• Dec 23, 2008
Seniors over the age of 70 have long been associated with unsafe driving, with death rates steadily increasing as more elderly hit the road. At least that's what we thought. A new study by IIHS shows that the death rate of elderly drivers has declined by 21 during that time. Time behind the wheel has increased as well, with seniors logging far more miles than they have in the past. Some reasons for the decline include healthier, more fit seniors and safer drivers. State governments have also been more diligent in getting unfit seniors off the road with regular skills tests. One study shows that seniors are increasingly aware of the dangers of driving, and limiting drive time at night and on the interstate.

[Source: Kicking Tires]


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  • 24 Comments
      • 6 Years Ago
      The idea that seniors cause more accidents is borne of deflection by young males who in fact cause the most accidents. All people need more testing to ensure that they are fit to drive. If a senior is having dementia or some other age related problem that makes them unfit to drive then they should have their license revoked but until then, let them drive. They're far safer on the road that teenagers.
      • 6 Years Ago
      This is yet another example of misleading statistics. Notice that they mentioned 'deaths' not accidents. My guess would be that overall driving fatalities are down due to safety technology (airbags, ABS, etc.) and advances in medicine and trauma treatment. The real question would be the incidence of accidents involving and caused by seniors. As a social worker who has spent the last 3 years working with seniors and disabled, I've been pretty horrified by what I've seen and heard. There are people on the road with Alzheimer's who have no idea what they are doing or where they are going because their children don't have the guts for a confrontation over the car keys. It sucks to take away a person's independence but when they jeopardize the safety of others, there is really no choice at all.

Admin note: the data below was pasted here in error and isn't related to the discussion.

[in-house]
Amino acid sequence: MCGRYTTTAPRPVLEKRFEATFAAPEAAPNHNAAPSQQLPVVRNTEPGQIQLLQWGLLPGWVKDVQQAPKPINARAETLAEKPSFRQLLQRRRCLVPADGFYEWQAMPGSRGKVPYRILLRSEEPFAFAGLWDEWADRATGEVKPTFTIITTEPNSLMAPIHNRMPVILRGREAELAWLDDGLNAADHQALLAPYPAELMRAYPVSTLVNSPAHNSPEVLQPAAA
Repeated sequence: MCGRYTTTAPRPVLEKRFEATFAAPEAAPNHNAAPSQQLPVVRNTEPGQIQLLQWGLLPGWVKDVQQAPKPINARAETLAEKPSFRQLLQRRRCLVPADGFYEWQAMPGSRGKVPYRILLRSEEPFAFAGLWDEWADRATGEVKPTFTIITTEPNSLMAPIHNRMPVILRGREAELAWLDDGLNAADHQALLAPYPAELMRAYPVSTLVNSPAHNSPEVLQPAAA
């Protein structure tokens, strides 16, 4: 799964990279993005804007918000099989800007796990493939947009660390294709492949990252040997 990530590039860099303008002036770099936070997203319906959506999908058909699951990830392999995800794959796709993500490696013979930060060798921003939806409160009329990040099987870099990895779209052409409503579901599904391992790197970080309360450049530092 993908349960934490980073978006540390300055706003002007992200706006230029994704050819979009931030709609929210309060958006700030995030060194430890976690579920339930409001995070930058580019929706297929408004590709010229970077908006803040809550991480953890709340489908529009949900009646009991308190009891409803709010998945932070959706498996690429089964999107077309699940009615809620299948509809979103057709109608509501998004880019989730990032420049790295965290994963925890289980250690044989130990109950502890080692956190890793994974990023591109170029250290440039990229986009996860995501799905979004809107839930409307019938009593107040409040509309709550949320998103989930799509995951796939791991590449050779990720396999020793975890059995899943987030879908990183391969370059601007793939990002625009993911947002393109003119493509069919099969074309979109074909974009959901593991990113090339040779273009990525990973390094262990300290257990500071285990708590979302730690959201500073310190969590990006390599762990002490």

If you think the DMV is doing a good job of keeping unsafe drivers off the road, I've got some Enron stock and some swamp land I'd love to make you a deal on.
      • 6 Years Ago

      Does Kirk Kerkorian still drive?
      • 6 Years Ago
      "One study shows that seniors are increasingly aware of the dangers of driving, and limiting drive time at night and on the interstate."

      In my grandfather's case, this is certainly true.

      At 87, he is still a good driver -- heck, up until a couple of years ago, he was still driving 200-300 miles a day for the local Senior Services agency -- but he retired after having heart bypass surgery, realizing that maybe, just maybe, he wasn't up to the day-to-day grind any longer.

      He still drives around town and takes Grandma on the occasional shopping trip, but he knows his limitations. No night driving, and nothing more than 45 miles or so.
        • 6 Years Ago
        thanks to your grandpa there is an example of what seniors should thinks about. "He still drives around town and takes Grandma on the occasional shopping trip, but he knows his limitations." i do think that old people shouldn't drive at all but i think some seniors should be tested as to what capabilities they still have and be allowed to drive. good drives will make almost for certain good "old drivers", but then bad drivers could become awful drivers with the coming of old age.